Site Map | Latest Update
Home | Design | Materials | Case Studies | Data Base | Research | Services & Products | Useful Links
Register | Events   

 You are here: Home > Material Behavior > Steel > FireResistantSteel > boltedConnection.htm

Contact Us | FAQ
Introduction
Carbon Steel
Stainless Steel
Fire-Resistant Steel
Light Gauge Steel
Bolts and Welds
References

Fire-Resistant Steel: Bolted Connection

Sakumoto et al. (1993) reported the results of experimental studies on the tensile and shear strength of high-strength FR bolts materials and joints at high temperatures. The FR bolts are a Grade F10T torque-control bolt made of BOLTEN110N-FR steel and prepared in accordance with the JSS II-09-1981. The bolts had a nominal 0.2% yield strength and tensile strength of 1090 and 1130 N/mm2 respectively. For comparison, the fire tests for the original high-strength bolts made of BOLTEN110N steel were also carried out in this study.

Figure 1 shows the reduction factors for 0.2% yield strength, Young’s modulus and tensile strength of FR and original bolts derived from the fire tests. The tensile strength was corresponding to 2 to 3% strain. It can be seen that the tensile strength of FR bolts at high temperatures is superior to that of original high-strength bolts. Compared to the design values for tensile and shear strength of original bolts in accordance with prEN1993-1-2 (see Section Bolted Connections), the FR bolts have a much higher reduction factor of tensile strength throughout the temperature range. However, it is found that the design curve of prEN1993-1-2 follows closely the test values of the original bolts.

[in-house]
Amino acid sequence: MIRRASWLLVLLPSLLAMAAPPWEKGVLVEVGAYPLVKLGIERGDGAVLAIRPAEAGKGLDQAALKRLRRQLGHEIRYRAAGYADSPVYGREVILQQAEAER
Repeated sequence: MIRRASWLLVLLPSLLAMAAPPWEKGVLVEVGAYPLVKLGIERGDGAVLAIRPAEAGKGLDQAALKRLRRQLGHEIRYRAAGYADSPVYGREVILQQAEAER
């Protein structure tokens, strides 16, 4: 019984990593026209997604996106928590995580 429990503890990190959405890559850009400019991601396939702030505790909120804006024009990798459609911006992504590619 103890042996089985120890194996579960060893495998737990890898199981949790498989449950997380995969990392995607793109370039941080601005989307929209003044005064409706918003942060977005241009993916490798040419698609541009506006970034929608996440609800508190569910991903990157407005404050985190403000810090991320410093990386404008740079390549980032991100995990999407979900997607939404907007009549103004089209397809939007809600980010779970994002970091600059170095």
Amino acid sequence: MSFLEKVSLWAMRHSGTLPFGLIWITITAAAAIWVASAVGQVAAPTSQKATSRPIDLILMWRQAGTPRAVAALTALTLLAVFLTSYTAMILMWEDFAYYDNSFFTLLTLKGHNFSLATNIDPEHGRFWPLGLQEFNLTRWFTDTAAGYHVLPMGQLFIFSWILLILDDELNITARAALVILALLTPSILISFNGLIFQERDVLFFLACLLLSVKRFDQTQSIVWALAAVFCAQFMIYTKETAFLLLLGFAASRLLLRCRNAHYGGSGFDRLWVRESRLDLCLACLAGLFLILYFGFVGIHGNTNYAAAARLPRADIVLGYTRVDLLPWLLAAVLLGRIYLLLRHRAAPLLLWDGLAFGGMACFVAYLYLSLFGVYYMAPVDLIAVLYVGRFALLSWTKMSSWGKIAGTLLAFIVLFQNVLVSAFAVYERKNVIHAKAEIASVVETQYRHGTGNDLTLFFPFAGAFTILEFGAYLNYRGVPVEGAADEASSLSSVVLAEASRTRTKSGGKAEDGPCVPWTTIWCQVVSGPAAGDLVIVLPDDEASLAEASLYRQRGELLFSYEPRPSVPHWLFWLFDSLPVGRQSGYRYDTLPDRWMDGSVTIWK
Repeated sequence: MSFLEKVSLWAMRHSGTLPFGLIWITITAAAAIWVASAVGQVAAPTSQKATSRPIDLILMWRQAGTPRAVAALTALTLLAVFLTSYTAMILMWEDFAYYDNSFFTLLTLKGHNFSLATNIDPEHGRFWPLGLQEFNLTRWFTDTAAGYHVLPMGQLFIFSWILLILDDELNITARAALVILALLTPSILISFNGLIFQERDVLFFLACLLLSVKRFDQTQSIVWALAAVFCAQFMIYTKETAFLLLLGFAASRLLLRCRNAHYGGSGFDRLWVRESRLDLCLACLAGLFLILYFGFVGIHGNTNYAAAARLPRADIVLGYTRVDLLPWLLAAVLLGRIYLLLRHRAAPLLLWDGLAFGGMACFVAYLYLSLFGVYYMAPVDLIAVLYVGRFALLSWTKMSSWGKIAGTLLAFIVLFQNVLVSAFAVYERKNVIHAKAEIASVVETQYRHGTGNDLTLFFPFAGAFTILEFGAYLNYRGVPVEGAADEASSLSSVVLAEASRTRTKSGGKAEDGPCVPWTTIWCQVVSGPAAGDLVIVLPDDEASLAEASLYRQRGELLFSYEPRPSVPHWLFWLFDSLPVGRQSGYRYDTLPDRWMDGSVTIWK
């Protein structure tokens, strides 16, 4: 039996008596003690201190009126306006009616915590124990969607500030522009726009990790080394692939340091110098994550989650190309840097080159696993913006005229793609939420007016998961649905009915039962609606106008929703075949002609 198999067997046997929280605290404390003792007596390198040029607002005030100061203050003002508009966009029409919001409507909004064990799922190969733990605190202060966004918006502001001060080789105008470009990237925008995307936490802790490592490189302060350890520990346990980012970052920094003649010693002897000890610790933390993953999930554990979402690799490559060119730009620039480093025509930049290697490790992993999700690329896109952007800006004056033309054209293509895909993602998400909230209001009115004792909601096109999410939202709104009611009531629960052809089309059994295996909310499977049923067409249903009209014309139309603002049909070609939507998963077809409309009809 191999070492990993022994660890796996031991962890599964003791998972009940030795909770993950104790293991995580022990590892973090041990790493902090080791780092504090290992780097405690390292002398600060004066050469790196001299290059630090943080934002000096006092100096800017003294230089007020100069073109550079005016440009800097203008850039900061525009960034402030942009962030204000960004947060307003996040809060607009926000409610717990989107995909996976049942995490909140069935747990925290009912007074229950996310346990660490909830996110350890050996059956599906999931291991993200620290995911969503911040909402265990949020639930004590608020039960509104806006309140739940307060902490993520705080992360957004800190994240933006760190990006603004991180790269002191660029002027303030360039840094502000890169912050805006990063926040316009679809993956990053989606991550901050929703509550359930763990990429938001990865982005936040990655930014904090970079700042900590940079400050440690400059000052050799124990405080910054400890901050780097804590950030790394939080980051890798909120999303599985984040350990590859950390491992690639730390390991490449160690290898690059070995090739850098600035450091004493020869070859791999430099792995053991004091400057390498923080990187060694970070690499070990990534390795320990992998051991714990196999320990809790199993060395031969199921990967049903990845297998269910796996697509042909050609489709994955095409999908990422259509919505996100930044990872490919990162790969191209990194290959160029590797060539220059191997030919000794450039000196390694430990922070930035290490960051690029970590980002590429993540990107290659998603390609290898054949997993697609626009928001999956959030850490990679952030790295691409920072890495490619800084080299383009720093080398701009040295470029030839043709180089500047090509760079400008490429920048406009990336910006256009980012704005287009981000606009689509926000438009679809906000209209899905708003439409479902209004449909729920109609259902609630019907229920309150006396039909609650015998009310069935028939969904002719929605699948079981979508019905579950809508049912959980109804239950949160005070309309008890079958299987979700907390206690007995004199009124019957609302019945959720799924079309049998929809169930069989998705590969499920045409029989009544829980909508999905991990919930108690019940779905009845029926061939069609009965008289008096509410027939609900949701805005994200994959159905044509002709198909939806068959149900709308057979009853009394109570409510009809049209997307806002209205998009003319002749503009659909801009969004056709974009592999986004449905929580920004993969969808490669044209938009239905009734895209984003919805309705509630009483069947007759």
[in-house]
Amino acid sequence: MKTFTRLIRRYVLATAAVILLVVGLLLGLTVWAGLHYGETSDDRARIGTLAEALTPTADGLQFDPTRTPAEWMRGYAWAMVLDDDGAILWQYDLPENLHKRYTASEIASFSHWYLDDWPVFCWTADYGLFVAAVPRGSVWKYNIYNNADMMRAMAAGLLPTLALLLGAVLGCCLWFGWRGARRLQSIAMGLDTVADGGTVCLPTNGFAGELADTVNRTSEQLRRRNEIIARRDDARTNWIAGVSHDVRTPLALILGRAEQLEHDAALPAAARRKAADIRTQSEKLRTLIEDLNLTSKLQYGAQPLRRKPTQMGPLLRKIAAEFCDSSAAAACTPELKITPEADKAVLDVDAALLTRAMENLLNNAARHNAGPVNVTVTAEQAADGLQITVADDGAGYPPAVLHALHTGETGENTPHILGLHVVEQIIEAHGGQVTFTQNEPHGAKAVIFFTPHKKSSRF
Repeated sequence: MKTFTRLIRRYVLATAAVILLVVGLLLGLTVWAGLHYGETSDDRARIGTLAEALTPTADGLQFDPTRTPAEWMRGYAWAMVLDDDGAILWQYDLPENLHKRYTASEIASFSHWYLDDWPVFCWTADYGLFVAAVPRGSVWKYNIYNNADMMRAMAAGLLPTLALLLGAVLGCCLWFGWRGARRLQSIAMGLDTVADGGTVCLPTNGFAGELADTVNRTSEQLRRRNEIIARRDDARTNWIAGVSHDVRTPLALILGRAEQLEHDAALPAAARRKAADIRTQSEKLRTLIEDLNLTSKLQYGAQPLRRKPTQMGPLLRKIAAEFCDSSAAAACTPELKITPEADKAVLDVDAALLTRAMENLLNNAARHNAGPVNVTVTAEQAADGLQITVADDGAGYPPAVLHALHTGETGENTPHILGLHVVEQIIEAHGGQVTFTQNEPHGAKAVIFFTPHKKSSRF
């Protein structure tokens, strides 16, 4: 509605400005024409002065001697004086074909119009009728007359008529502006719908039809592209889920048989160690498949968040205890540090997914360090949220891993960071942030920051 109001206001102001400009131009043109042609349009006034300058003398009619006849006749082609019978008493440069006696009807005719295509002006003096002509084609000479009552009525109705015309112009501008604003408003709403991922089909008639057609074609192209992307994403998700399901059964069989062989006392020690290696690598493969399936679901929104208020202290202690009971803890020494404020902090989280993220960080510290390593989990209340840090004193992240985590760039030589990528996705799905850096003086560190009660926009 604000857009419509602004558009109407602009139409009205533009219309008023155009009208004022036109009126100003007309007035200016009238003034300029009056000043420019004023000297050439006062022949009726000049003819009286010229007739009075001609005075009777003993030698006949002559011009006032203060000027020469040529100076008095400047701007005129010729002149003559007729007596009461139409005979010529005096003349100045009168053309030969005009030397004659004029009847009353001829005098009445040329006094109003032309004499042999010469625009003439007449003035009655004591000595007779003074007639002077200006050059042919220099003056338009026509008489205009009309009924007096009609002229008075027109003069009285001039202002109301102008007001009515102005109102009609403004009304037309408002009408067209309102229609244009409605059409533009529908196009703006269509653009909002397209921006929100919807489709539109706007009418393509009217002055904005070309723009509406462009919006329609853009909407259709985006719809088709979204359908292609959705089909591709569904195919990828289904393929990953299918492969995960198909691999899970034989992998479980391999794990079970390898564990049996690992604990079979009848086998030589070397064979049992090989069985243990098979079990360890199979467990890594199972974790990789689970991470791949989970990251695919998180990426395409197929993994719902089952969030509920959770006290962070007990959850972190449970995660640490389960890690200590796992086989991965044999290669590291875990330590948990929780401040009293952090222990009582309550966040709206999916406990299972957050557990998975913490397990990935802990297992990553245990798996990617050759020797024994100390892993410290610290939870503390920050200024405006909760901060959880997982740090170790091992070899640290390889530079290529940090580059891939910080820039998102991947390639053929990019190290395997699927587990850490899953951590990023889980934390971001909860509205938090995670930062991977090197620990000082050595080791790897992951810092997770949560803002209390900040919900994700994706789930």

Figure 1 Strength Reduction Factors for Nippon Steel FR Bolts at Elevated Temperatures

Fujino et al. (1993) reported a kind of FR steel manufactured by Kawasaki Steel (denoted as KSFR) and the compatible high-strength bolts of Grade F10T (FR) for joining KSFR steels. Figure 2 shows the reduction factors for the tensile properties of the bolts at elevated temperatures. For comparison, the test results given by Sakumoto et al. (1993) on another kind of F10T (FR) bolts which was developed by Nippon Steel were included. It can be seen that the two batches of test results generally match very well, indicating the consistency in the quality of the bolt.


Figure 2 Strength Reduction Factors for Kawasaki Steel FR Bolts at Elevated Temperatures

Material Behavior
  Introduction
  Steel
  Concrete
  Timber
  Masonry
 
© One Stop Shop in Structural Fire Engineering, Professor Colin Bailey, University of Manchester. All rights reserved. | Disclaimer | Feedback |